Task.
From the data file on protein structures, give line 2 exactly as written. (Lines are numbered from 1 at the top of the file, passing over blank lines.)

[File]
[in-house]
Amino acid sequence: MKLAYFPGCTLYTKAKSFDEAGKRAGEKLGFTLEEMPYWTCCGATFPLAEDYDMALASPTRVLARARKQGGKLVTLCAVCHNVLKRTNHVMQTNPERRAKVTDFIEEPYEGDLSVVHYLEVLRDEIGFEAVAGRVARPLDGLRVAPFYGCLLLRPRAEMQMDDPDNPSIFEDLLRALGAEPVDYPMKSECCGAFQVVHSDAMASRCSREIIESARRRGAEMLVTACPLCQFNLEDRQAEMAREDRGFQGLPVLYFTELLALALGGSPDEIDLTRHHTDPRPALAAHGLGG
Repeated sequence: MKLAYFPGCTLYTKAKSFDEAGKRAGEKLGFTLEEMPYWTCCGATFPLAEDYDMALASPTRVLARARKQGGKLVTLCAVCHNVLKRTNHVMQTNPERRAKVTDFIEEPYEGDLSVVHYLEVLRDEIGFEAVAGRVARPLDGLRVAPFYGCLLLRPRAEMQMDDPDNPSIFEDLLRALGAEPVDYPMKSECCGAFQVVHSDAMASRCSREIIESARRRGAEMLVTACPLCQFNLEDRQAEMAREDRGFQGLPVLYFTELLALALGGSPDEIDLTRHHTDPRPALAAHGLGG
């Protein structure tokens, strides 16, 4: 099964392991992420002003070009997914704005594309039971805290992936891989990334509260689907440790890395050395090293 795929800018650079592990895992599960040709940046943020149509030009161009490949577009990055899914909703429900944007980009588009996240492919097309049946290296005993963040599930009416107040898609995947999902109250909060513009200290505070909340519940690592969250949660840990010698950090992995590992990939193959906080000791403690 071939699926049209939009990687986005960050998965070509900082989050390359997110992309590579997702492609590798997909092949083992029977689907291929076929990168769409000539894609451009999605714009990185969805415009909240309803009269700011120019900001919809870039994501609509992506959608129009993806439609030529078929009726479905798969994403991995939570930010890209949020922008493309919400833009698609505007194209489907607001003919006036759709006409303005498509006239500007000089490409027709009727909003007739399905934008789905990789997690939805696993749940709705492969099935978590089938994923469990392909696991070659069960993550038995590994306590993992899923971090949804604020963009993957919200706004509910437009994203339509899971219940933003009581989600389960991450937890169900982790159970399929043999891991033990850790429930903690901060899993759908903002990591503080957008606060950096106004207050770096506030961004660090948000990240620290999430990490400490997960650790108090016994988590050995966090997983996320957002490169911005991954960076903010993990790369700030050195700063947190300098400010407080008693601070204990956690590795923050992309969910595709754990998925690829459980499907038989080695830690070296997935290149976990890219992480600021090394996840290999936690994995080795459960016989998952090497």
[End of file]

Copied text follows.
Amino acid sequence: MKLAYFPGCTLYTKAKSFDEAGKRAGEKLGFTLEEMPYWTCCGATFPLAEDYDMALASPTRVLARARKQGGKLVTLCAVCHNVLKRTNHVMQTNPERRAKVTDFIEEPYEGDLSVVHYLEVLRDEIGFEAVAGRVARPLDGLRVAPFYGCLLLRPRAEMQMDDPDNPSIFEDLLRALGAEPVDYPMKSECCGAFQVVHSDAMASRCSREIIESARRRGAEMLVTACPLCQFNLEDRQAEMAREDRGFQGLPVLYFTELLALALGGSPDEIDLTRHHTDPRPALAAHGLGG